Updated [11:56 a.m. PT] with a statement from Virgin Galactic.
Serious space tourists aren’t scared by a little risk.
Despite the crash of Virgin Galactic’s SpaceShipTwo, which killed one pilot and seriously injured another, the company says its customers are still “incredibly strong and supportive.”
In a highly optimistic blog post today, Virgin founder Richard Branson claimed that even after the deadly accident in California’s Mojave Desert, which has likely indefinitely delayed initial passenger flights into space, “a huge number [of customers contacted] us to reaffirm their desire to fly with Virgin Galactic.”
Virgin Galactic hopes to be the first company in the world to fly paying passengers into space. Tickets for the flights into low-Earth orbit cost about $250,000. But even before the accident — which is currently thought to be a result of pilot error — the program had been delayed for years, with no known first takeoff date.
Still, Branson wrote that one customer, Iceland’s Gisli Gislason, had not only reaffirmed his intention to travel to space, but had sent in a photograph of himself with a new tattoo of what was Virgin Galactic’s “DNA of flight” logo.
“Since the tragic events of October 31st 2014,” Branson wrote, “people have been asking Gisli if he is still on board the Virgin Galactic journey. Gisli captioned the photo with the comment: ‘Now people can stop asking me if I am still going.’”
In an interview with VentureBeat, Gislason said that not only is he still fully on-board, but so is every other would-be Virgin Galactic passenger he knows. Gislason said that there are regular meet-ups of the passengers — at Spaceport America in New Mexico, and elsewhere around the world — and that, “Believe me, everyone I’ve talked to, they’re still going. This changes nothing.”
Gislason said that he had bought his Virgin Galactic ticket in 2010, but had been committed to going to space since he watched the Moon landings in 1969 as a 9-year-old. Now, he added, those like him who are space romantics are “adventurous, and a little bit crazy….[They’re] not inside the box, they’re somewhere else.”
It’s nice to believe that those planning on space travel wouldn’t be intimidated by an accident, even one as tragic as the crash on Halloween. After all, space exploration has been beset by such accidents from the beginning. Yet even after tragedies involving the Apollo program, the explosions of both Space Shuttle Challenger and Columbia, and others, NASA and other space agencies kept on flying to the stars.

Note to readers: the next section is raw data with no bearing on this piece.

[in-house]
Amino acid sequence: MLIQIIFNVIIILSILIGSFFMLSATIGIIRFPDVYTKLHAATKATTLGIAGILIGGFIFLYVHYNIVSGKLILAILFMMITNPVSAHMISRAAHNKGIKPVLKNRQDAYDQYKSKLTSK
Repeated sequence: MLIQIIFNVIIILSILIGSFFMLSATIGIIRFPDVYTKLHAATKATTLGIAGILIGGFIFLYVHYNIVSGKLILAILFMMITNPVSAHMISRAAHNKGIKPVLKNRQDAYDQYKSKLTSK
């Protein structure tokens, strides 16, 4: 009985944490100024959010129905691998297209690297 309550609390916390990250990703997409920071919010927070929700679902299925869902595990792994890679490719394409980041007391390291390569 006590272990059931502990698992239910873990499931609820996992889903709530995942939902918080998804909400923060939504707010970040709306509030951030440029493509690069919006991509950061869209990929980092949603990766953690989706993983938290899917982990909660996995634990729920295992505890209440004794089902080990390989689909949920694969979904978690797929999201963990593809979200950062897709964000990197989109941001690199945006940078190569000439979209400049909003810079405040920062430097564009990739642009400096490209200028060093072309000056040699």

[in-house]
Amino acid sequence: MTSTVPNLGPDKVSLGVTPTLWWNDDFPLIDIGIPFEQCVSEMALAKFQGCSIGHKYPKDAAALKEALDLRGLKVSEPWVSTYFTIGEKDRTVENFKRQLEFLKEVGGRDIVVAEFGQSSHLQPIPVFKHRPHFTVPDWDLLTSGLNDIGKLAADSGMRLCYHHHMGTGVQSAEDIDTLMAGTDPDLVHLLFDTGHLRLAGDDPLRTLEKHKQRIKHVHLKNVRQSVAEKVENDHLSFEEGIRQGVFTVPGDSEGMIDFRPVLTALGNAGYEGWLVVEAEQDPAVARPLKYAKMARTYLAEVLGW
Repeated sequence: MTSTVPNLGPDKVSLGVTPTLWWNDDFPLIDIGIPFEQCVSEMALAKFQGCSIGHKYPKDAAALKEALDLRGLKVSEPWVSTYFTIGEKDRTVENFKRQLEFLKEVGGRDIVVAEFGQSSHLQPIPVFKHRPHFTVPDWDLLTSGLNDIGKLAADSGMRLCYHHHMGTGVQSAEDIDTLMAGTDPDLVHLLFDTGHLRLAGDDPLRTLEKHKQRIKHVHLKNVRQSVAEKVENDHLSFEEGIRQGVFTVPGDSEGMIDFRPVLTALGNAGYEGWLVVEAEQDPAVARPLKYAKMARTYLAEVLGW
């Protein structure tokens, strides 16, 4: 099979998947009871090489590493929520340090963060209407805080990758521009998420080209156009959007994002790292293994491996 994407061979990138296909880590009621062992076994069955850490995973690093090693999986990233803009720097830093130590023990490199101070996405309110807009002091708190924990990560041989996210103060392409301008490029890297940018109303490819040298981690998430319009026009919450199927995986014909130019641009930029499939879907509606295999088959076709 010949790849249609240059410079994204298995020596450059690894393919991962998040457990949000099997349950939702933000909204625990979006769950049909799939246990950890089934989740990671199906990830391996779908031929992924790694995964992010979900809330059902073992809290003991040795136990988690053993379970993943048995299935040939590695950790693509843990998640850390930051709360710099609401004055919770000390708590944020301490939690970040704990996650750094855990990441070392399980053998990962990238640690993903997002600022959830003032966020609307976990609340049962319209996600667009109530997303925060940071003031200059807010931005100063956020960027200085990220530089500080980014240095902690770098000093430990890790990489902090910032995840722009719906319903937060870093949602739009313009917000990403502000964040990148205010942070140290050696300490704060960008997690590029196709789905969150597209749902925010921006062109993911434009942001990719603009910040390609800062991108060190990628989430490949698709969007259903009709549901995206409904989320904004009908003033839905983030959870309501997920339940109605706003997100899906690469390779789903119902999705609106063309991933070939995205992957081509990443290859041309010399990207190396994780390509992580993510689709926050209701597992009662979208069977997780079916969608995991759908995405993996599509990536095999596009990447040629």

But one might well have wondered if some rich and pampered types, who perhaps aren’t used to true existential risk, would be deterred by the prospect of dying while crossing off an expensive bucket list item. Among those said to have bought Virgin Galactic tickets are celebrities like Katy Perry, Russell Brand, Ashton Kutcher, Leonardo DiCaprio, and others. Even if the stars themselves still wanted to fly, it’s easy to imagine their agents, studio bosses, or insurers balking.
And indeed, in the weeks after the crash of SpaceShipTwo, it was reported that some Virgin Galactic customers did ask for refunds. As many as 3 percent demanded their money back, according to The Guardian.
Now, though, Virgin Galactic is arguing that its customers are committed to their flights, and Gislason’s comments would seem to bolster that. Unfortunately, the company only offered up Gislason’s testimonial.
In a statement provided to VentureBeat, Virgin Galactic said, “We are humbled that all but a small percentage of our [customers are], if possible, more committed than before. All of their deposits are fully refundable, but so far we have had very few customers request refunds. On the contrary, have had many inquiries about purchasing Virgin Galactic tickets since the accident, including new [customers] either signing up or in the process of signing up to show solidarity with the team and the project.”
For those of us that would love to take a trip into space, it would be great to put full faith in Branson’s (biased) argument that those who would be star voyagers will not be frightened by the prospects of danger.
“The space community is a committed and supportive bunch,” Branson wrote, “united by a common desire to dream big, push the boundaries, and achieve the seemingly impossible.”